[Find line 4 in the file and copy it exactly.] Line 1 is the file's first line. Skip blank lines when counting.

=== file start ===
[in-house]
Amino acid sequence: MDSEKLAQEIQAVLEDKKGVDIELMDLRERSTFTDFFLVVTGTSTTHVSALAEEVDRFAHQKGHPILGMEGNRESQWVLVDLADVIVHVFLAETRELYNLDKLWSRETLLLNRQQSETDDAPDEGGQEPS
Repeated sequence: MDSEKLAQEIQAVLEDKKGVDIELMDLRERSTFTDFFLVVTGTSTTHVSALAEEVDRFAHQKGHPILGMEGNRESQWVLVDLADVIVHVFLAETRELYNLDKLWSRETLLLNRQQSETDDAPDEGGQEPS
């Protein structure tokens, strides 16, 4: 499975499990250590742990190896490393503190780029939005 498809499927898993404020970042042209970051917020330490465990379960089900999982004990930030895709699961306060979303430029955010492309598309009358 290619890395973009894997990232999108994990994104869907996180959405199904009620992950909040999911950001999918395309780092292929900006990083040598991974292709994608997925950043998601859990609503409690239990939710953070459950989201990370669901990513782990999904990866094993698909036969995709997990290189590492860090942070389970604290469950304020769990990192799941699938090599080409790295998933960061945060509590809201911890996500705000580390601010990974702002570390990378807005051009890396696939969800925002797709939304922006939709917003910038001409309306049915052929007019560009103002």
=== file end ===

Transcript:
């Protein structure tokens, strides 16, 4: 499975499990250590742990190896490393503190780029939005 498809499927898993404020970042042209970051917020330490465990379960089900999982004990930030895709699961306060979303430029955010492309598309009358 290619890395973009894997990232999108994990994104869907996180959405199904009620992950909040999911950001999918395309780092292929900006990083040598991974292709994608997925950043998601859990609503409690239990939710953070459950989201990370669901990513782990999904990866094993698909036969995709997990290189590492860090942070389970604290469950304020769990990192799941699938090599080409790295998933960061945060509590809201911890996500705000580390601010990974702002570390990378807005051009890396696939969800925002797709939304922006939709917003910038001409309306049915052929007019560009103002």